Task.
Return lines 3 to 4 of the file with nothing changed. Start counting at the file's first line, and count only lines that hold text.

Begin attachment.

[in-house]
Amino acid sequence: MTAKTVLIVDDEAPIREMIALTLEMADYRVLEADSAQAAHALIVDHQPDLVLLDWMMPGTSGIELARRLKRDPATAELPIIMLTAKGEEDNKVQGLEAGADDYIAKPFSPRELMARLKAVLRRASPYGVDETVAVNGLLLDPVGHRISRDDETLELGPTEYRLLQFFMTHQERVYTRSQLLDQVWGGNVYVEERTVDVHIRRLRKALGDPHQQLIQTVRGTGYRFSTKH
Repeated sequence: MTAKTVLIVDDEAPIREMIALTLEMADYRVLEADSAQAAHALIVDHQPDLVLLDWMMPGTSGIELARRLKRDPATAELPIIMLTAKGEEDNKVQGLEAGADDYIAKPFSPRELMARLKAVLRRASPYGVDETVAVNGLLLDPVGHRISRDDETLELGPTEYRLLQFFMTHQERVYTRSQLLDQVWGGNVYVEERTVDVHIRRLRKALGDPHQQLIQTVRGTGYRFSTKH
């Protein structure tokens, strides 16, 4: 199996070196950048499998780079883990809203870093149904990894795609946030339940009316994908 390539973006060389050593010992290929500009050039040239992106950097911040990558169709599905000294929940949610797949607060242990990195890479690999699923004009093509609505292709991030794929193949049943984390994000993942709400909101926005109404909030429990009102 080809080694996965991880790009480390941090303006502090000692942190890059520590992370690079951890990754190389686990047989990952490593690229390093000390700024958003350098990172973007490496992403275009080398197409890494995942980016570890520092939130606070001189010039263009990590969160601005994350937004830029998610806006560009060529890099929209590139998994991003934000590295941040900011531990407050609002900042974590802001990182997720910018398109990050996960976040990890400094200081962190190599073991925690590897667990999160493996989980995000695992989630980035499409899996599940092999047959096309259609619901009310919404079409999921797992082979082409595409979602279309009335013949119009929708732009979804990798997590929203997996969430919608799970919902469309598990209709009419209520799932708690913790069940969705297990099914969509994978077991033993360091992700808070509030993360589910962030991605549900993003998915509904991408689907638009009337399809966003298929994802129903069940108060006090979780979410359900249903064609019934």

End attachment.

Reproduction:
Repeated sequence: MTAKTVLIVDDEAPIREMIALTLEMADYRVLEADSAQAAHALIVDHQPDLVLLDWMMPGTSGIELARRLKRDPATAELPIIMLTAKGEEDNKVQGLEAGADDYIAKPFSPRELMARLKAVLRRASPYGVDETVAVNGLLLDPVGHRISRDDETLELGPTEYRLLQFFMTHQERVYTRSQLLDQVWGGNVYVEERTVDVHIRRLRKALGDPHQQLIQTVRGTGYRFSTKH
């Protein structure tokens, strides 16, 4: 199996070196950048499998780079883990809203870093149904990894795609946030339940009316994908 390539973006060389050593010992290929500009050039040239992106950097911040990558169709599905000294929940949610797949607060242990990195890479690999699923004009093509609505292709991030794929193949049943984390994000993942709400909101926005109404909030429990009102 080809080694996965991880790009480390941090303006502090000692942190890059520590992370690079951890990754190389686990047989990952490593690229390093000390700024958003350098990172973007490496992403275009080398197409890494995942980016570890520092939130606070001189010039263009990590969160601005994350937004830029998610806006560009060529890099929209590139998994991003934000590295941040900011531990407050609002900042974590802001990182997720910018398109990050996960976040990890400094200081962190190599073991925690590897667990999160493996989980995000695992989630980035499409899996599940092999047959096309259609619901009310919404079409999921797992082979082409595409979602279309009335013949119009929708732009979804990798997590929203997996969430919608799970919902469309598990209709009419209520799932708690913790069940969705297990099914969509994978077991033993360091992700808070509030993360589910962030991605549900993003998915509904991408689907638009009337399809966003298929994802129903069940108060006090979780979410359900249903064609019934």